The rise in use and availability of communication technologies has coincided with an increase in the popularity of qualitative research methods, such as the phenomenological movement and the ideas of grounded theory, which rely on textual data (Foster 1994). This lends electronic mail an attractiveness to researchers which nevertheless obscures some inherent weaknesses in its validity as a research method. The fundamental failing of using e-mail is the extremely self-selective, limited and therefore biased population that it covers. E-mail is limited to those individuals with access to a computer. As Kerka (1995) points out, this population is severely constrained along lines of class, race, age, income and gender. Furthermore, although expanding in popularity, use of e-mail remains a minority pasttime among many computer users. As Kenway (1996) highlights, approximately 70 per cent of people 'on-line' are from the USA and two-thirds are either technical professionals or involved in higher education, with by far the predominant group consisting of 18-24 year old male university students. Indeed, this 'limited coverage' was the main factor cited by Katori (1990) as limiting e-mail as a viable tool in market research.

However, as e-mail use becomes more widespread and the problem of limited coverage, other difficulties will arise. In particular, as electronic communication becomes more common, there will be information overload and research via e-mail runs the risk of becoming marginalised as a form of electronic 'junk mail'. As Berge and Collins (1995) argue, as electronic discourse increases the average individual will be inundated with e-mail; so much so that attending to every mail message will be almost impossible. Unsolicited attempts to gain information via e-mail by researchers (however genuine) may be simply ignored by the deluged recipient at the other end of the line.

With this background we can now examine the strengths and weaknesses of two particular e-mail methodologies: electronic questionnaires and electronic interviewing.

Electronic questionnaires

An obvious application for electronic mail is its use as a replacement for the conventional postal questionnaire. Indeed, early quantitative studies seem to indicate that 'electronic' questionnaires had a very favourable response rate when compared to the typical 20-50 per cent response rates usually achieved by conventional mail surveys (Frankfort-Nachmias & Nachmias 1996). For example, Walsh et al. (1992) attained a 76 per cent response rate with a randomly selected sample and 96 per cent with a self-selected sample responding to their 'computer network' survey. Similarly, Anderson and Gansneder (1995) report a 68 per cent response rate to their 72 item e-mail survey (with 76 per cent returned via e-mail and 24 per cent returned conventionally). Finally, Mehta and Sivadas' (1995) study compared a conventional mailed questionnaire with an e-mail equivalent. The unsolicited mail questionnaire achieved a 45 per cent rate of return compared to the 40 per cent response rate of its e-mail equivalent. However, the researchers found that the e-mail response rate increased to 63 per cent if an initial e-mail was sent requesting participation in the study.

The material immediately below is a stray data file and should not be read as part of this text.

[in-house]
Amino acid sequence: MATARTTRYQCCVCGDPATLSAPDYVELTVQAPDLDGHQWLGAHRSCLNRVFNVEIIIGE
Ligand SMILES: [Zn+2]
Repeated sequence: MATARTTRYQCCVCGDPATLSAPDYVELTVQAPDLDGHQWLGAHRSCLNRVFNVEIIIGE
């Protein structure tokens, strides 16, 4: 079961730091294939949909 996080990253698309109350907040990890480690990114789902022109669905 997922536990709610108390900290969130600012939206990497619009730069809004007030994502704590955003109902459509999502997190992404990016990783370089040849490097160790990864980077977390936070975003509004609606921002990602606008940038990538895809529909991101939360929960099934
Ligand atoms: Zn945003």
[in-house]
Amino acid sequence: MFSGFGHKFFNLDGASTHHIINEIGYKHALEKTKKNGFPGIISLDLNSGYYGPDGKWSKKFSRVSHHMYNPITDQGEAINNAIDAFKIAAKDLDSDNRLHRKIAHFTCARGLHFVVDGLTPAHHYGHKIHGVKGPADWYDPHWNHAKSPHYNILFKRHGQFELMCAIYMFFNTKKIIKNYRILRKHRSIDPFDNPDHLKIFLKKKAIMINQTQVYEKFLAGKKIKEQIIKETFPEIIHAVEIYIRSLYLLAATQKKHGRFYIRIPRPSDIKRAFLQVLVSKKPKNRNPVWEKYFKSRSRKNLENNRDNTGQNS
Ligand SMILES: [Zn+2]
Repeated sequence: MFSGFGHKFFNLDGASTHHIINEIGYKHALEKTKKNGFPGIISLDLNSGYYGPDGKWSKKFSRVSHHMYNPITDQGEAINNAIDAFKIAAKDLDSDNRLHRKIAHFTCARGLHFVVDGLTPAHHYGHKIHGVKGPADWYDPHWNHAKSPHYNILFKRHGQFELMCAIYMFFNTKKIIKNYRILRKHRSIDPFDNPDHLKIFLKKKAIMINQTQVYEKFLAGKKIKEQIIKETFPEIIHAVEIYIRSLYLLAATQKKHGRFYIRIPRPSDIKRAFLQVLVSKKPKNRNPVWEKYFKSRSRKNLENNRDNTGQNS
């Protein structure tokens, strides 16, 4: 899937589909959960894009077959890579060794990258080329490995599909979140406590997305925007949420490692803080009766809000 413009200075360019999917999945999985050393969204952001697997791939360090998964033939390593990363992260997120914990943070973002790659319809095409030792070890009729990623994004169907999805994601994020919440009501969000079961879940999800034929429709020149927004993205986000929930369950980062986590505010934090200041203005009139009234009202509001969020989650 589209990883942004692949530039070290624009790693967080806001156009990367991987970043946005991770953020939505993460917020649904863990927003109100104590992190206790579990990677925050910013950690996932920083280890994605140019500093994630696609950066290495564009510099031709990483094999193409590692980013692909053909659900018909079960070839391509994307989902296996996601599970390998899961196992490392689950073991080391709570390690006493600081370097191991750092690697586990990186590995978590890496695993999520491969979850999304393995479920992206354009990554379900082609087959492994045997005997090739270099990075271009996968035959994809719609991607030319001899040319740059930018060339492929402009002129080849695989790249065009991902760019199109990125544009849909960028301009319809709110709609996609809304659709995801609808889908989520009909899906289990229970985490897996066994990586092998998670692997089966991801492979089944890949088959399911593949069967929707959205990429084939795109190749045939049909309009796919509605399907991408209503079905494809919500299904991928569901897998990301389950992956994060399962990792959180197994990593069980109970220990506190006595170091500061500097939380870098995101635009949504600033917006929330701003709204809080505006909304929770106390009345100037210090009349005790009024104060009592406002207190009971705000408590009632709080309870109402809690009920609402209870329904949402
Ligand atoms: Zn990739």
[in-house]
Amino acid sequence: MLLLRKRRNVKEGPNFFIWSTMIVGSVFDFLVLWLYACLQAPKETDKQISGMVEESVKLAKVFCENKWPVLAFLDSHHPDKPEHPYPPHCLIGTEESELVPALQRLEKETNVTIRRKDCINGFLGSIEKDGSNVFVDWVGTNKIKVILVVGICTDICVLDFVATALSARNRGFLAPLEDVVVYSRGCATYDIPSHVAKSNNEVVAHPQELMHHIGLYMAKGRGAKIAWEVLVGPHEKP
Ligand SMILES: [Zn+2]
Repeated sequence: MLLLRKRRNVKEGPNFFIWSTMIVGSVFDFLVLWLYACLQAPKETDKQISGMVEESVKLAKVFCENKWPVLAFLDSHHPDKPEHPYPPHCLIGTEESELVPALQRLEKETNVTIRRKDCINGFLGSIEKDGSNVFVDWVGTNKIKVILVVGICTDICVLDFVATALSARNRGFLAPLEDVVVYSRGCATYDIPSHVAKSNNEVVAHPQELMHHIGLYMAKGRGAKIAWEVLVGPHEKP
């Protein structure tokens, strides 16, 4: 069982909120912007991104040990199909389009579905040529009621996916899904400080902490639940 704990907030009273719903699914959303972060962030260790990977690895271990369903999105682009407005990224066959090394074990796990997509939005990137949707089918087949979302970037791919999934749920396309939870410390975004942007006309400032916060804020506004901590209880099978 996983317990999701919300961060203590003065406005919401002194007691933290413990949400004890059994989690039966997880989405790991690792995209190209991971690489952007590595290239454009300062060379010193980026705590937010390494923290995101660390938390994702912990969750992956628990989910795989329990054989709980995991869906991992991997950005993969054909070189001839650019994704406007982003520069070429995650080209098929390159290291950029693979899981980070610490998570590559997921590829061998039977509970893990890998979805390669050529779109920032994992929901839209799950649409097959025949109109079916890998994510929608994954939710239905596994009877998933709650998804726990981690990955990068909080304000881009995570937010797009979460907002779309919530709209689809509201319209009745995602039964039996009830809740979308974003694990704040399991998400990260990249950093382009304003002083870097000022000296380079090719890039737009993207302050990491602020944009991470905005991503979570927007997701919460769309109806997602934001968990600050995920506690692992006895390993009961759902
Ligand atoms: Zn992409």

Aside from seemingly higher response rates, electronic questionnaires have other inherent advantages. E-mail questionnaires cost considerably less to administer, both in terms of money and time. As it is possible to send the same e-mail to multiple addresses in one action, a large 'mail-shot' of subjects is relatively straightforward. Most e-mail software also allows the dispatcher of the message the option of notification when the recipient has received the message and when they have read it. Although this possibility raises questions of liberty and ethics, e-mail does offer the researcher slightly more 'control' over the questionnaires once they have been sent.

However, there are corresponding features of e-mail which are less compatible with sending e-mail questionnaires. For example it is virtually impossible to guarantee the respondent anonymity as their name (or at least their e-mail address) is automatically included in their reply. Although, as Thach (1995) points out, this lack of anonymity does not preclude the researcher still guaranteeing the respondent confidentiality, the validity of the e-mail questionnaire is compromised in this way.

Electronic interviewing